This could be part of a wider initiative to start indexing Mobile content much faster. This will be of particular pertinence to larger publishers, and could see Google start to take on Twitter for a different type of traffic – users looking for instantaneous information on the go about live events.

As yet, there have been no announcements on this front, but it wouldn’t be a surprising move given the recent elevation of AMP results.

What Will the Impact be for Businesses?

Google has made it clear that even if you don’t have a Mobile site, they will simply crawl your Desktop site for content – even if the user is on a mobile device.

The key thing for businesses will be to make sure they are abiding by all of Google’s best practices for Mobile site experience, paying a lot of attention to site speed.


Here are a few more handy tips for site owners taken from Google’s original post: If you are a site owner who has only verified their desktop site in Search Console, please add and verify your mobile version.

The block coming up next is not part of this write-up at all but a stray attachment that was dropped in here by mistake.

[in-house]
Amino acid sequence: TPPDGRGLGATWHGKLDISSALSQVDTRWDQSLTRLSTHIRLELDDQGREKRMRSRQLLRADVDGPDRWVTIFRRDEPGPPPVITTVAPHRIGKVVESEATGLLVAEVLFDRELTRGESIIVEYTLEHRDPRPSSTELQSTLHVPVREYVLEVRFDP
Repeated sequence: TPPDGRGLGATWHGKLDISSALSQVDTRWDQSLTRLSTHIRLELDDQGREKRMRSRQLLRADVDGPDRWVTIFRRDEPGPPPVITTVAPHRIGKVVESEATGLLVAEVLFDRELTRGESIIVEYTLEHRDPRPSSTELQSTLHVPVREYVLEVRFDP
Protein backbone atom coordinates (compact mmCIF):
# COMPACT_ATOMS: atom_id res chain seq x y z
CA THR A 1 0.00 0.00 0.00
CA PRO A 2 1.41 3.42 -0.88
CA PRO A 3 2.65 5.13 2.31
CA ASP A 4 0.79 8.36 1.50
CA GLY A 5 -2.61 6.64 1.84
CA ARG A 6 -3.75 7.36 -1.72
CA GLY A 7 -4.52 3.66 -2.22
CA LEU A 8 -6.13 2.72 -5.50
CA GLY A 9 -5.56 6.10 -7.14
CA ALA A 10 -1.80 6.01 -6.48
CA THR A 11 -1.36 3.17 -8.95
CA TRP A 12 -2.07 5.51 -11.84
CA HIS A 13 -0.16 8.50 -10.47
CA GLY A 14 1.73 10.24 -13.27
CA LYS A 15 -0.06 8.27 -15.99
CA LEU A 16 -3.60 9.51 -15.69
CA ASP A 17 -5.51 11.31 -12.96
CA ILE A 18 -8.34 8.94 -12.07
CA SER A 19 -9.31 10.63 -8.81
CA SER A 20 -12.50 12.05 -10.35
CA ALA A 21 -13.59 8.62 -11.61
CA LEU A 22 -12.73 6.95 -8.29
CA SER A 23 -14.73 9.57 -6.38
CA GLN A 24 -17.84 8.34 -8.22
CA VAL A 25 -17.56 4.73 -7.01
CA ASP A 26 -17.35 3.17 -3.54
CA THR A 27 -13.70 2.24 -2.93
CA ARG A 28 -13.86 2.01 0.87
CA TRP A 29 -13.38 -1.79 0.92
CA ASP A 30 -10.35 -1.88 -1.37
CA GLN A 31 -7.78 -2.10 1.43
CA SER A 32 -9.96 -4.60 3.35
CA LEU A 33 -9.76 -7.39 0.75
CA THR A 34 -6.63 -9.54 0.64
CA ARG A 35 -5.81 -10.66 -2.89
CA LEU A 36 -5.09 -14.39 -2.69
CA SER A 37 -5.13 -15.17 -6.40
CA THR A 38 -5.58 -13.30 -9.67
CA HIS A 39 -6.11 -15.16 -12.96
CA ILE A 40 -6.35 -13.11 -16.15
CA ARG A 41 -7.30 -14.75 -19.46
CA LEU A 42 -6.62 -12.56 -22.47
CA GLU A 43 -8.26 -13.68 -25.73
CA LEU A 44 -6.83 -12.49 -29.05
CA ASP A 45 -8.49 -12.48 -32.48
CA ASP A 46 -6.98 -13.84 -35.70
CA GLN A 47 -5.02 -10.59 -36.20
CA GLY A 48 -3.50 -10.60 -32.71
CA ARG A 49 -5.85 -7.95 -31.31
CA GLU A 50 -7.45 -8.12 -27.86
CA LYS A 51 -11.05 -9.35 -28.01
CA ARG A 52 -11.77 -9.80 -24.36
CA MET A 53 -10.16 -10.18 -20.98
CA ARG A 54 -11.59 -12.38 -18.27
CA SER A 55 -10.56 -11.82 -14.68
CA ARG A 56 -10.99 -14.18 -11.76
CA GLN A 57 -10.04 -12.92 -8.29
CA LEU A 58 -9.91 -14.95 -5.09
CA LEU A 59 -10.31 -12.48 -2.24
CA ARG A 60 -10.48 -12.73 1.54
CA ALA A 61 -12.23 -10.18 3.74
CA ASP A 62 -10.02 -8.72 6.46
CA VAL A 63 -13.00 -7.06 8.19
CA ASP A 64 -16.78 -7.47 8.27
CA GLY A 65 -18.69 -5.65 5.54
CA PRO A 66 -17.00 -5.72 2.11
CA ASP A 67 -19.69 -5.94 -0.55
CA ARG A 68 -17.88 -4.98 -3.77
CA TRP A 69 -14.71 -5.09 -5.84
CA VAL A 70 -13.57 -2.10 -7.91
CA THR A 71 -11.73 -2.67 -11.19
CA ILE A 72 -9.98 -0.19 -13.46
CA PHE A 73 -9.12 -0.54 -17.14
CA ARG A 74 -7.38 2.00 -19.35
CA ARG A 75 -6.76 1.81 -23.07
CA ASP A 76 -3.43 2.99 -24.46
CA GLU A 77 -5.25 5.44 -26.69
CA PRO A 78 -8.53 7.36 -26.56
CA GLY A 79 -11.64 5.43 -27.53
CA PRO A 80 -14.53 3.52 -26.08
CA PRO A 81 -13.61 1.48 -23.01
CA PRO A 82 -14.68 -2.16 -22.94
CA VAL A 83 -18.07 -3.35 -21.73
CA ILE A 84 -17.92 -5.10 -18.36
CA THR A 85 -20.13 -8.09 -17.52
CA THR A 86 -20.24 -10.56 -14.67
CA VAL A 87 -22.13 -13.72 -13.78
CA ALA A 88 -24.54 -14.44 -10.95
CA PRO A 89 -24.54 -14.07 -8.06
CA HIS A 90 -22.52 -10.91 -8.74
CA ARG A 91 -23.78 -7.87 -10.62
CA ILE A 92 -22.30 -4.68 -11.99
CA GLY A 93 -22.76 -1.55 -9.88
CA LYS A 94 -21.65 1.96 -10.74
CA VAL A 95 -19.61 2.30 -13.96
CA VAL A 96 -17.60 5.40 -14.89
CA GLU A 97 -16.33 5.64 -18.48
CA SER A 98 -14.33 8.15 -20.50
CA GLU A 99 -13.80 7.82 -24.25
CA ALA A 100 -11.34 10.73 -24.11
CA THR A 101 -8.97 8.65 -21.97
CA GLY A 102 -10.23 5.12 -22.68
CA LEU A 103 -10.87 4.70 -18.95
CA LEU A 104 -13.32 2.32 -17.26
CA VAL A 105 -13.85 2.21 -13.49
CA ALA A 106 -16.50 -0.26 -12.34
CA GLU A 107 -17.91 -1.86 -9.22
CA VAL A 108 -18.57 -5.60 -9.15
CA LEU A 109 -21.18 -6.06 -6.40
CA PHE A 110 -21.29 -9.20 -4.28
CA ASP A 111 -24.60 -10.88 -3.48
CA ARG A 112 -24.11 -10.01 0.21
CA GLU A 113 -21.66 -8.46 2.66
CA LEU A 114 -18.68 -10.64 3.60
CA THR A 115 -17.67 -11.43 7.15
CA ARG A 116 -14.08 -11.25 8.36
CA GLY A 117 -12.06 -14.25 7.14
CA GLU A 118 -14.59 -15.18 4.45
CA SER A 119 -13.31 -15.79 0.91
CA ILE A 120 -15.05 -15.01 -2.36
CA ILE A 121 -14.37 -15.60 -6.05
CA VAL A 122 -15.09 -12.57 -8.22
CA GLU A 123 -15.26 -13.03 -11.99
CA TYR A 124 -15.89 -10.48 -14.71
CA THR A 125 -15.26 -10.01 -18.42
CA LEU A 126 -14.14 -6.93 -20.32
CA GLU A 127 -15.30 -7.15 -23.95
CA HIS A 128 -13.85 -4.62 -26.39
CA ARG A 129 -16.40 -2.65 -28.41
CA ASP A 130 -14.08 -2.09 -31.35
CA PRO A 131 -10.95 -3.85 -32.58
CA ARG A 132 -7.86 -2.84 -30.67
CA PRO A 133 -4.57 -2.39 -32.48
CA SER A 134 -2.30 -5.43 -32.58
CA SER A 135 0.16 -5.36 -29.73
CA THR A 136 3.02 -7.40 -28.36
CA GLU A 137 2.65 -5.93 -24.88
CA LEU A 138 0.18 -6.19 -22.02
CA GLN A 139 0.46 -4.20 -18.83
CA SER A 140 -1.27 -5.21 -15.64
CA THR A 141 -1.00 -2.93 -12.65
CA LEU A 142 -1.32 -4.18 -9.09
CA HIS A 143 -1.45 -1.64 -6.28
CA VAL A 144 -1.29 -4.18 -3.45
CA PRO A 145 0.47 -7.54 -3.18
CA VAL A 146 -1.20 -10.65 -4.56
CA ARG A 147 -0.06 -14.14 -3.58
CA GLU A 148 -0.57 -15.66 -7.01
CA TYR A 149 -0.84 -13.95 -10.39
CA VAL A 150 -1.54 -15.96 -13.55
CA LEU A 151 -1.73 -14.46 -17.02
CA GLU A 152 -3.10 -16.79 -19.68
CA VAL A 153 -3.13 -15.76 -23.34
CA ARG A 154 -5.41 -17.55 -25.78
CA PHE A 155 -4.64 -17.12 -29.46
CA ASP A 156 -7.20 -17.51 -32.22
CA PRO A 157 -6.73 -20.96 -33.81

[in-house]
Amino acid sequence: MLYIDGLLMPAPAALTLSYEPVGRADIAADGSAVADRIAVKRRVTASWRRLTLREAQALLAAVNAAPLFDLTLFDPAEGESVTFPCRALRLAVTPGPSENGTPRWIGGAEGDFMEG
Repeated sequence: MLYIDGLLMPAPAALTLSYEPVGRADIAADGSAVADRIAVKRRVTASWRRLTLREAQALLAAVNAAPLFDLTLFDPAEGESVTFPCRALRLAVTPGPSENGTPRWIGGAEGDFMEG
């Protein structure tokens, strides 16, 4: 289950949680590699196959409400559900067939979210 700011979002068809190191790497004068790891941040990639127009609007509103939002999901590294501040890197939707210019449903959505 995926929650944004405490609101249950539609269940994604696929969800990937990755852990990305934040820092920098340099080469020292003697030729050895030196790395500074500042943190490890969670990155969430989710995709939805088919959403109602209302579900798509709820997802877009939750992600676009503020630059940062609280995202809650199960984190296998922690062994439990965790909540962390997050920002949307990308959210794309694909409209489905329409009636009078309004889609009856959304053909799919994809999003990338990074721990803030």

• If you only have a desktop site, we’ll continue to index your desktop site just fine, even if we’re using a mobile user agent to view your site.
  • If you are building a mobile version of your site, keep in mind that a functional desktop-oriented site can be better than a broken or incomplete mobile version of the site. It’s better for you to build up your mobile site and launch it when ready.

Final Thoughts

From Google’s perspective, this is a move that is entirely in keeping with how its users search for and consume content now. Why evaluate Desktop pages to judge the quality of Mobile content?

Desktop/ Mobile

For users, the impact should be negligible at first, but this is potentially part of a wider move to create a searching experience that aligns with user behavior in 2017 and beyond.

For site owners, this shouldn’t change too much as the warning signs have appeared in abundance in the past 18 months. For those unable or unwilling to adopt this mobile-first approach, Google will still crawl and index the Desktop version as it has done up to now.

Whether there are plans at Google to use this index to deliver a fundamentally different search results page is unclear for now, but this is undoubtedly indicative of Google’s business priority for the foreseeable future.